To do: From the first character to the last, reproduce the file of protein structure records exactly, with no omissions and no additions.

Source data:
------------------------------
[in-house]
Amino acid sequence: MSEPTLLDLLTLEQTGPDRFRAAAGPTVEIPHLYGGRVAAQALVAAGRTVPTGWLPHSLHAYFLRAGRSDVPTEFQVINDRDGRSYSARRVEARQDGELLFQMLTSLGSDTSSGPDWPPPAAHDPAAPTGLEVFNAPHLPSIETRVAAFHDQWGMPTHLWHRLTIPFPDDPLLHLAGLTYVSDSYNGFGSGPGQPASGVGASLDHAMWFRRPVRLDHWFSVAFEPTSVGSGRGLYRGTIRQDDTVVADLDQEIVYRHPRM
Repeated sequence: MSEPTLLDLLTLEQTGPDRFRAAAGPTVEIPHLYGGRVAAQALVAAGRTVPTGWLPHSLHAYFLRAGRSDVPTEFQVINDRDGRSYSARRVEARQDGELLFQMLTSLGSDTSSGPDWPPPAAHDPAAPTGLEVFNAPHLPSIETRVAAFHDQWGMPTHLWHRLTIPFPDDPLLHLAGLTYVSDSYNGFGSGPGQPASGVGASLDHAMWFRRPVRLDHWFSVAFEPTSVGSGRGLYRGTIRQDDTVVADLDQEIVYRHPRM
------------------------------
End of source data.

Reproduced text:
[in-house]
Amino acid sequence: MSEPTLLDLLTLEQTGPDRFRAAAGPTVEIPHLYGGRVAAQALVAAGRTVPTGWLPHSLHAYFLRAGRSDVPTEFQVINDRDGRSYSARRVEARQDGELLFQMLTSLGSDTSSGPDWPPPAAHDPAAPTGLEVFNAPHLPSIETRVAAFHDQWGMPTHLWHRLTIPFPDDPLLHLAGLTYVSDSYNGFGSGPGQPASGVGASLDHAMWFRRPVRLDHWFSVAFEPTSVGSGRGLYRGTIRQDDTVVADLDQEIVYRHPRM
Repeated sequence: MSEPTLLDLLTLEQTGPDRFRAAAGPTVEIPHLYGGRVAAQALVAAGRTVPTGWLPHSLHAYFLRAGRSDVPTEFQVINDRDGRSYSARRVEARQDGELLFQMLTSLGSDTSSGPDWPPPAAHDPAAPTGLEVFNAPHLPSIETRVAAFHDQWGMPTHLWHRLTIPFPDDPLLHLAGLTYVSDSYNGFGSGPGQPASGVGASLDHAMWFRRPVRLDHWFSVAFEPTSVGSGRGLYRGTIRQDDTVVADLDQEIVYRHPRM